The risk of developing bad outcomes such as DVT, PE, stroke, heart attack, need for hospital admission or death did not differ for people who received apixaban (at high or low doses) or aspirin compared with those who received placebo.
About 7 more people out of 100 taking apixaban at treatment dose had bleeding events.
Understanding the problem
About 1 in 40 people diagnosed with COVID-19 who is ill enough to need to be admitted to the hospital will develop a DVT or PE. If someone needs to be cared for in the intensive care unit (ICU), the risk of developing a DVT or PE increases to about 1 in 10 people. Having a DVT or PE is a serious complication of COVID-19 infection, because a PE can reduce the ability to get oxygen from the lungs into the blood, which can contribute to death.
Several studies tell us that using higher doses of injectable anticoagulants in people with COVID-19 infections who are admitted to the hospital can help prevent their lung function from getting worse and speed up recovery from the disease. On the other hand, higher doses of anticoagulants did not help people already on a breathing machine (mechanical ventilator) or in the ICU and increased their risk of bleeding.
The study investigators wanted to know if giving oral anticoagulants or aspirin to people with COVID-19 infections who do not need to stay in hospital might protect them from bad events like DVT, PE, stroke, heart attack or requirement for admission to hospital or death.
Who? The study included 657 people aged 40 to 80 years, who had COVID-19 infection mild enough to not require a hospital stay at diagnosis. **It is important to know that vaccines were not widely available during the time frame for this study.
What? The study compared 4 groups: apixaban at treatment dose, apixaban at prevention dose, aspirin, and placebo.
|Apixaban at treatment dose|
Apixaban at preventative dose
Apixaban 5mg twice a day
Apixaban 2.5mg twice a day
|Aspirin 81mg once a day|
Placebo: A pill/needle/lotion containing an inactive substance that has no effect on the outcome. Sometimes, it is referred to as a “sugar pill.”
Apixaban, aspirin, or placebo in people who have mild COVID-19 infections not needing to stay in hospital at diagnosis
Outcomes at 45 days
Rate of events with apixaban at treatment dose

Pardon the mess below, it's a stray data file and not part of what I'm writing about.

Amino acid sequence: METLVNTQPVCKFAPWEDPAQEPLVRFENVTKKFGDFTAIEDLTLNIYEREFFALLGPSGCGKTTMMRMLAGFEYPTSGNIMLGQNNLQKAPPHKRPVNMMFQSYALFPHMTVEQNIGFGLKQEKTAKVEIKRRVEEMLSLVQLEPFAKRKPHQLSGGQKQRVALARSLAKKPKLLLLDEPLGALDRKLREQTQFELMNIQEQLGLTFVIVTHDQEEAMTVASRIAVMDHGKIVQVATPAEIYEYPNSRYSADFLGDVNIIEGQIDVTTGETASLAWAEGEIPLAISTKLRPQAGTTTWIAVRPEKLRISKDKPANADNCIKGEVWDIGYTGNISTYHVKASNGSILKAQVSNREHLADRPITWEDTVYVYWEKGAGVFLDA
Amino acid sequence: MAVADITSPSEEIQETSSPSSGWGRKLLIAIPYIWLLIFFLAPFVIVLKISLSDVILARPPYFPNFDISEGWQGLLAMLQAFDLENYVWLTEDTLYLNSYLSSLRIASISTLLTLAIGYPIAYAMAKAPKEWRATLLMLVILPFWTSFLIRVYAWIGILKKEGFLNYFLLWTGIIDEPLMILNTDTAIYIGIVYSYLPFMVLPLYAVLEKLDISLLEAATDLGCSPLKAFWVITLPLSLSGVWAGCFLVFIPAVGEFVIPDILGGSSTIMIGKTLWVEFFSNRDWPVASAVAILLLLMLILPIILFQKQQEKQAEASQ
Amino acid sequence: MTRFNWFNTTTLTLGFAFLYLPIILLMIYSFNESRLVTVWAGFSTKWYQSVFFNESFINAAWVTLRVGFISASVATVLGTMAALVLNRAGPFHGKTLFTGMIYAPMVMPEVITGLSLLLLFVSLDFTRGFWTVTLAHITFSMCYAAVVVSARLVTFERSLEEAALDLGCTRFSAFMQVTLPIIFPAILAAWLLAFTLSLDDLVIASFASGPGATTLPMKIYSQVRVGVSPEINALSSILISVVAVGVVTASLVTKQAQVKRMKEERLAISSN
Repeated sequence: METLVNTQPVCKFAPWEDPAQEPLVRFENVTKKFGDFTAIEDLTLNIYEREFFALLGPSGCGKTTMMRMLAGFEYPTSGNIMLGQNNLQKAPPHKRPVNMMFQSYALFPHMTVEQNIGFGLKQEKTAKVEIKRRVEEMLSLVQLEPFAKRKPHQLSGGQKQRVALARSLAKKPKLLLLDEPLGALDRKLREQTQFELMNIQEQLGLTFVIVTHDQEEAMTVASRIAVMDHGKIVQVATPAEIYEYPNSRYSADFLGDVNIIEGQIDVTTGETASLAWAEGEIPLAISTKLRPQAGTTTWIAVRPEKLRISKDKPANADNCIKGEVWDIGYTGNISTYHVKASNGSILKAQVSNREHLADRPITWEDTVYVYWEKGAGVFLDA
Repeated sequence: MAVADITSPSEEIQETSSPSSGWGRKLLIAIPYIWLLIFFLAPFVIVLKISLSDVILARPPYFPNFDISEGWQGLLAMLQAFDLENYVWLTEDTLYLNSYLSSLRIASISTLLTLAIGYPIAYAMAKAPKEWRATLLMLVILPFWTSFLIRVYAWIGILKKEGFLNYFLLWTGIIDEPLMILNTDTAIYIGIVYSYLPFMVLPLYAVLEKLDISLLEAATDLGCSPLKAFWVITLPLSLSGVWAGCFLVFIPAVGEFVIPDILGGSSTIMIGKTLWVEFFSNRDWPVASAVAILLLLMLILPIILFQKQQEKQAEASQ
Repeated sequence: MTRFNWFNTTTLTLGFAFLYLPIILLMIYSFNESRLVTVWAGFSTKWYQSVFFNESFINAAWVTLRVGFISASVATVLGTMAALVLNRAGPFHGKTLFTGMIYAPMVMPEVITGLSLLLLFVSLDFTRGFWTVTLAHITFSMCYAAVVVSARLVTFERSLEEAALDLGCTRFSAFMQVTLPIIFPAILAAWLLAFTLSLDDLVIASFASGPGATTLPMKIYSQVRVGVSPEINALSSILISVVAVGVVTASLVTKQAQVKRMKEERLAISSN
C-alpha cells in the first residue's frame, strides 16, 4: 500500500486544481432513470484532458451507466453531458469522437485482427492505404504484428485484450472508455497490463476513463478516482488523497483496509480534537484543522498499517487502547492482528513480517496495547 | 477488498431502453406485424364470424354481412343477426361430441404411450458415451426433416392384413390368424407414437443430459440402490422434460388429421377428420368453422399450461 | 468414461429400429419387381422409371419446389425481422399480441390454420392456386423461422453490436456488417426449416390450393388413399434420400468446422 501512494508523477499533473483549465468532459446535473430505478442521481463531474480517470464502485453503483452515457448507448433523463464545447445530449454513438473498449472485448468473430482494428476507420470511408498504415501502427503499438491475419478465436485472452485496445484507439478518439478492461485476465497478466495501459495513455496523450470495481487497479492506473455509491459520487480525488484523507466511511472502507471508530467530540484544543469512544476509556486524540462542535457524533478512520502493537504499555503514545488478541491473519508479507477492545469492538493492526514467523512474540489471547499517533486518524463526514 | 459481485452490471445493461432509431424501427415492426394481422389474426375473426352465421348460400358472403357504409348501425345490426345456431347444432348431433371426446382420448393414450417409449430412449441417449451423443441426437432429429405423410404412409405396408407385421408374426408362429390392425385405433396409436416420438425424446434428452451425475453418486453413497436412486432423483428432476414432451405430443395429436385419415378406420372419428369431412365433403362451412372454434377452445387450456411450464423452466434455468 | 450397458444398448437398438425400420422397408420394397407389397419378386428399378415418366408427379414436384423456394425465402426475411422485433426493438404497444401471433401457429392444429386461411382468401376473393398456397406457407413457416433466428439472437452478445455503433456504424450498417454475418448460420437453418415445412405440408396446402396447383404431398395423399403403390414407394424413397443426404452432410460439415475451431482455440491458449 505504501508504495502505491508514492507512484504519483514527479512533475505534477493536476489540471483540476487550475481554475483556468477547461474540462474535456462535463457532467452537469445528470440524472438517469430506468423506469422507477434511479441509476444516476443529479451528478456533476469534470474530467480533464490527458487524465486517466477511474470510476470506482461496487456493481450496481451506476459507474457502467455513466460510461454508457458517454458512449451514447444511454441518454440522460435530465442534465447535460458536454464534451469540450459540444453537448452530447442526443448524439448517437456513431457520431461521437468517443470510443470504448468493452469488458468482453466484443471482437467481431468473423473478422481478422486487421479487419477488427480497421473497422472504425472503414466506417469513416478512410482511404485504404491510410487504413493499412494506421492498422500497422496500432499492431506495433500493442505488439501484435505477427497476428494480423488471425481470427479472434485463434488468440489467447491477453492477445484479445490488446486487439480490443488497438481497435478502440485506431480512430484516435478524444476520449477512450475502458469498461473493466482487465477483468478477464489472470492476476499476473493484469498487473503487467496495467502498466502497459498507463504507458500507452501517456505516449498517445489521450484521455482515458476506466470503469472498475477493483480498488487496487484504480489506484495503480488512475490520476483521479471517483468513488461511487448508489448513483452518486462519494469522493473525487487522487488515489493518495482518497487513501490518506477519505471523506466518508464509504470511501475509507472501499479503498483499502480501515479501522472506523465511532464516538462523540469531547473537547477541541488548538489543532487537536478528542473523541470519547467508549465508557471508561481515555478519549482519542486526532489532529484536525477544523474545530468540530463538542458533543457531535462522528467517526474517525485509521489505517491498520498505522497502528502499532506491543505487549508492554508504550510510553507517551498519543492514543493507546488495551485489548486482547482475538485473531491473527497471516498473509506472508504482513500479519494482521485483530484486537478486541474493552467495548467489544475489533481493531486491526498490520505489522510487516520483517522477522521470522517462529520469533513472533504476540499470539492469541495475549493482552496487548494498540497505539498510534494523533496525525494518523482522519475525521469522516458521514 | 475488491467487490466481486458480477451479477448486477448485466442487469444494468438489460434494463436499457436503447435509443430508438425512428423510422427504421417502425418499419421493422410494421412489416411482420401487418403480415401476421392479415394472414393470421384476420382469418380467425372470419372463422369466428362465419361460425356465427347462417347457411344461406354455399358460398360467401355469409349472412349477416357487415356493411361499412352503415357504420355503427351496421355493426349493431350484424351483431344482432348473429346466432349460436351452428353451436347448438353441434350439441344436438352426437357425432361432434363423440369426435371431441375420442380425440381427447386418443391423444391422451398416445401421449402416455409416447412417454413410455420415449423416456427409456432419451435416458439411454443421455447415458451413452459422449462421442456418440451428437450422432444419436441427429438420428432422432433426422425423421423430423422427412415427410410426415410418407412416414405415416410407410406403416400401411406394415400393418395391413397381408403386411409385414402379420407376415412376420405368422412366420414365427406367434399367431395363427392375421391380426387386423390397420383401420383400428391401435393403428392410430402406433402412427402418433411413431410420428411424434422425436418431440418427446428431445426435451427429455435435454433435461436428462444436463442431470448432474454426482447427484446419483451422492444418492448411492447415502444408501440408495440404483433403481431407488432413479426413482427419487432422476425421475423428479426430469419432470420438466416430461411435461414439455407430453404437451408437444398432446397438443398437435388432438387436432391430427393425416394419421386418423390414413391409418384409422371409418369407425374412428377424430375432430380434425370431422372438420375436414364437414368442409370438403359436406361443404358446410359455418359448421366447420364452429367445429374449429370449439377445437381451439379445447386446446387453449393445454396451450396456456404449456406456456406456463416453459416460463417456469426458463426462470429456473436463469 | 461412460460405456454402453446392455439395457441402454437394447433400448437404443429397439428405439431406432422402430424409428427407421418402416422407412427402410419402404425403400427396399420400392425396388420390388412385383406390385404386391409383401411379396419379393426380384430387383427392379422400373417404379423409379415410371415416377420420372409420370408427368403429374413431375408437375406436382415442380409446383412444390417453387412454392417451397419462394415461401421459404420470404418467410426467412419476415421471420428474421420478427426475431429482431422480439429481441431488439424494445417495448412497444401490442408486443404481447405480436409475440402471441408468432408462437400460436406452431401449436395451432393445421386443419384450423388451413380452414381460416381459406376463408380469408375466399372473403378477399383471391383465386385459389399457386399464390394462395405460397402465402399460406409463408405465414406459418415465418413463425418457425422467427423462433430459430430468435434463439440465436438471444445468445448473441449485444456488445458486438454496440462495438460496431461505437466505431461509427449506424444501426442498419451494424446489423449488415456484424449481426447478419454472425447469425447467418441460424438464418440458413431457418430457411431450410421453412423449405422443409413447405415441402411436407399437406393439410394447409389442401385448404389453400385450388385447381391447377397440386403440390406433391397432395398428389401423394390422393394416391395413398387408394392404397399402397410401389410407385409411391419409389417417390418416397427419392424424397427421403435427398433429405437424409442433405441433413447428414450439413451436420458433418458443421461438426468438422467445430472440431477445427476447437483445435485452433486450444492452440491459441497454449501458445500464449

|Rate of events with apixaban at preventative dose||Rate of events with aspirin|
Rate of events with placebo
Symptomatic DVT, PE, heart attack, stroke, hospital admission for heart or lung issues, or death
1 out of 100 people
|1 out of 100 people||1 out of 100 people|
1 out of 100 people
0 out of 100 people
|0 out of 100 people||0 out of 100 people|
0 out of 100 people
|Any bleeding||9 out of 100 people||7 out of 100 people||4 out of 100 people||2 out of 100 people||About 7 more people taking apixaban at treatment dose had bleeding compared to people taking placebo|
This Evidence Summary is based on the following article:
Connors JM, Brooks MM, Sciurba FC, et al. Effect of Antithrombotic Therapy on Clinical Outcomes in Outpatients With Clinically Stable Symptomatic COVID-19: The ACTIV-4B Randomized Clinical Trial. JAMA. 2021 Oct 11. pii: 2785218. doi: 10.1001/jama.2021.17272. PubMed
Yan Xu, MD
Yan Xu is a RCPSC Thrombosis Fellow in the Department of Medicine at the University of Ottawa, having recently completed his postgraduate training in hematology at the same institution. He is passionate about thrombosis and health policy, with a particular focus on the translation of data from randomized trials to real-world clinical practice.
Lori-Ann Linkins, MD, MSc (Clin Epi), FRCPC
Dr. Linkins is an Associate Professor of Medicine (thrombosis) at McMaster University in Hamilton, Canada. She holds a Masters Degree in Health Research Methodology and is a Deputy Editor with the Health Information Research Unit, McMaster. She is Co-Editor of the ACP Journal Club and Co-lead on the CanVECTOR Knowledge Translation Platform.
Published: Thursday, December 2, 2021